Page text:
Children with special educational needs will receive just three quarters of the additional teaching resources they are entitled to from this September.
It is the result of cumulative cuts that have taken place over the past two years in addition to further cuts announced today.
Announcing the allocation of resource teaching hours for schools for next year, the National Council for Special Education said the number of students in need of supports would increase by more than 10%.
It said with over 4,000 extra students needing support, the basis for allocating hours has been adjusted in line with resources, but there is a cap on the number of resource teachers allowed in the system.
Primary teachers' union the INTO has strongly criticised the resulting reduction in the allocation to individual students.
The union has accused the Department of Education and the council of attempting to hide the extent of the cutbacks from parents.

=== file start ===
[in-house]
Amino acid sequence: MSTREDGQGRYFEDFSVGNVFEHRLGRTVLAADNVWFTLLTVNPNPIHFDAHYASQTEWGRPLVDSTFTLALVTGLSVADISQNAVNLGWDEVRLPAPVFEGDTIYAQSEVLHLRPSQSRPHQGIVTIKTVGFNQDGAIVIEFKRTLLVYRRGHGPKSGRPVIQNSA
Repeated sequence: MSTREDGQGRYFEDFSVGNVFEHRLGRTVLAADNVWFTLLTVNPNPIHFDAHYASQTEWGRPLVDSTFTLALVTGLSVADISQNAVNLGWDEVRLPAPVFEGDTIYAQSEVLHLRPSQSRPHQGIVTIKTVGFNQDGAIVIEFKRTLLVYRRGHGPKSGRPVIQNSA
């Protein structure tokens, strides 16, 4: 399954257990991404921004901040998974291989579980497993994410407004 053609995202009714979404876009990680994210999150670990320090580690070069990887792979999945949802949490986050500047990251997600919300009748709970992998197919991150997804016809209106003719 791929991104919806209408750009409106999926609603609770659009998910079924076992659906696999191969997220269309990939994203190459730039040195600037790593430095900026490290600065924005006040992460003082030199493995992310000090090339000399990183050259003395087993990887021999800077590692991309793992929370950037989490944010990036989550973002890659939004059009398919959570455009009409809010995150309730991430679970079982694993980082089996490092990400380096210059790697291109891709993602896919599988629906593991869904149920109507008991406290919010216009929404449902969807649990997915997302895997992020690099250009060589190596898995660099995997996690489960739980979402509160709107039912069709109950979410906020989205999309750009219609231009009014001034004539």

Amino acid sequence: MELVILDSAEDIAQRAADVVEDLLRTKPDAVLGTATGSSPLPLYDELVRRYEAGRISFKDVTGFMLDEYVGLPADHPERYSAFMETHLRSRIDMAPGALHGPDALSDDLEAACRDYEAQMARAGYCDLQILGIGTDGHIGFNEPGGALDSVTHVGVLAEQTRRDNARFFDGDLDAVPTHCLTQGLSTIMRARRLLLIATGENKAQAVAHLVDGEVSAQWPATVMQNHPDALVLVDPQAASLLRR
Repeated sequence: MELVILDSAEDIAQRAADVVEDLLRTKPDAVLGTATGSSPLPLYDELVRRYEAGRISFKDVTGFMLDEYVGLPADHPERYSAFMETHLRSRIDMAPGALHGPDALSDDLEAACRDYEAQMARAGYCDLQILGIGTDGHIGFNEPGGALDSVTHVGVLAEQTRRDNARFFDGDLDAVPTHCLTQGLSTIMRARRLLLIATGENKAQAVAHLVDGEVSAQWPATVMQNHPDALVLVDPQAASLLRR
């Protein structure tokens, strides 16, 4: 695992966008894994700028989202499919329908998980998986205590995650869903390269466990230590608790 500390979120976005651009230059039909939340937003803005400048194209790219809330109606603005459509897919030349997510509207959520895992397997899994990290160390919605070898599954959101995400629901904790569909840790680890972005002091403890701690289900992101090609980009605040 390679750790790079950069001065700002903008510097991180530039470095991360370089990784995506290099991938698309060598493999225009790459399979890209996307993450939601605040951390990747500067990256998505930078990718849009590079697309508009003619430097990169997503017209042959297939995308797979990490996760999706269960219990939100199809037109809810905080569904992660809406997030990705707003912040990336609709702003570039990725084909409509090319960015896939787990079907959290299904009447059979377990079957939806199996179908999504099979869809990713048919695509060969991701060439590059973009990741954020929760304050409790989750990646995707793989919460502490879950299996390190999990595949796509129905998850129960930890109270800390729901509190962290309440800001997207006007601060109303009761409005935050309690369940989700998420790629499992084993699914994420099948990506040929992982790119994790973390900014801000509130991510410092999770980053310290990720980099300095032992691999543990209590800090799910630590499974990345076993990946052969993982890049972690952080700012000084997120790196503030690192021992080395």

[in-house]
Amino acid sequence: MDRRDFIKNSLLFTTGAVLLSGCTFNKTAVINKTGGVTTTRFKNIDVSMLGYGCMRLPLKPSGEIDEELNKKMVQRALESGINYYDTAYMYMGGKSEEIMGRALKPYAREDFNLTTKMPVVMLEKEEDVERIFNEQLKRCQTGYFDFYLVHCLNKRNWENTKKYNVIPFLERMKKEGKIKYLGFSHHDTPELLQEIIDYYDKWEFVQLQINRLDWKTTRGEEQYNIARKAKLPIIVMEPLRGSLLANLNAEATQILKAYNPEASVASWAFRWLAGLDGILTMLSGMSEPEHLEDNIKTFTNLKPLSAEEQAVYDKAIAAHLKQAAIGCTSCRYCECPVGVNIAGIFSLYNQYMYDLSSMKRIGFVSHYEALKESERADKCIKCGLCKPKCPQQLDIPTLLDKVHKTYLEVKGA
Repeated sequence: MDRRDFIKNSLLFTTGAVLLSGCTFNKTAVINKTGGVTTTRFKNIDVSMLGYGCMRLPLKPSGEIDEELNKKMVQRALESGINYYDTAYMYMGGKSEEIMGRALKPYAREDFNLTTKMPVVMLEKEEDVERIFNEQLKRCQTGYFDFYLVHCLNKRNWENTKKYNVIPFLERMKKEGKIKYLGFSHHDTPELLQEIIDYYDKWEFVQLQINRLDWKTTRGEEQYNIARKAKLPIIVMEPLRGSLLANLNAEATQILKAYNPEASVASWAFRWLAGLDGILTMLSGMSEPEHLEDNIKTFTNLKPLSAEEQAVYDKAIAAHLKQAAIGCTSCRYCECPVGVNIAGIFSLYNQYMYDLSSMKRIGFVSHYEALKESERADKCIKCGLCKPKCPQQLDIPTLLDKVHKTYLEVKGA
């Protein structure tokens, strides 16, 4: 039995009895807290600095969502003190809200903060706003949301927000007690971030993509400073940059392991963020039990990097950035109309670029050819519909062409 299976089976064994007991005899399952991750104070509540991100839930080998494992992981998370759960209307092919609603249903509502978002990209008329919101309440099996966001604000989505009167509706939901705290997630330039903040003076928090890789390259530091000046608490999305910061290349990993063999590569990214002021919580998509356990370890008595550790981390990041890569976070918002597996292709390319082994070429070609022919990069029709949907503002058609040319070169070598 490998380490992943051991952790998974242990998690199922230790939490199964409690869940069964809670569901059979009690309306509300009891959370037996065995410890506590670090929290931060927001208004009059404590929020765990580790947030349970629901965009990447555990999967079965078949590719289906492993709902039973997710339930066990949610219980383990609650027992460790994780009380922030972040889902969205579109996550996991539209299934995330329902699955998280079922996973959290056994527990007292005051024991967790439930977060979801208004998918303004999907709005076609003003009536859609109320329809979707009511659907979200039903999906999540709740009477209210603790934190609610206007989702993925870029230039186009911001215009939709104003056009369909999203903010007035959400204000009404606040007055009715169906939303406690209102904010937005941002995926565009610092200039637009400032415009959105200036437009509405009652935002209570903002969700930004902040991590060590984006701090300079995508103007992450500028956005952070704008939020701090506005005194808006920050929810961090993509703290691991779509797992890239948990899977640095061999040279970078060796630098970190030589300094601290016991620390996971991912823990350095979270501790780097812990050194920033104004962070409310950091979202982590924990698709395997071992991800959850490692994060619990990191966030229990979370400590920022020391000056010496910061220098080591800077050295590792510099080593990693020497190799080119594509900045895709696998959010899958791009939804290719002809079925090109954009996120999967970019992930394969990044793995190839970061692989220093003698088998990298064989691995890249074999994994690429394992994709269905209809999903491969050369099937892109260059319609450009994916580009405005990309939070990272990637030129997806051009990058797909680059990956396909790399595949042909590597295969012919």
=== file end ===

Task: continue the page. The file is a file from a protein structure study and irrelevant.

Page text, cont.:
A spokesperson for the Irish Primary Principals' Network, Enda McGorman, has said there is a sense of absolute bewilderment in primary schools.
Mr McGorman said they are absolutely stunned at the level of the cut.
Speaking on RTÉ's News at One, Mr McGorman said it was a 25% cut relative to last year and even more so in his school in Dublin.
He said the Department of Education had made a clear decision that the people who would bear the cuts are the children on the ground.
NCSE Chief Executive Teresa Griffin said the "adjustments" to resource teaching would be a challenge.
However, she said unlike other areas of the public sector, schools were being asked to do more with the same allocation of resources, rather than more with less resources.
Ms Griffin said the number of resource teaching posts and special needs assistant posts had not been cut, and was the same as last year and in previous years.
However, the number of children eligible to receive resource teaching support this year had increased, and that had meant an adjustment in the allocation to individual schools in line with the number of posts available.
Speaking on the same programme, she said: “We are calling on schools to use small groups, to use team teaching, to look at how to use additional teaching support that is being made available.”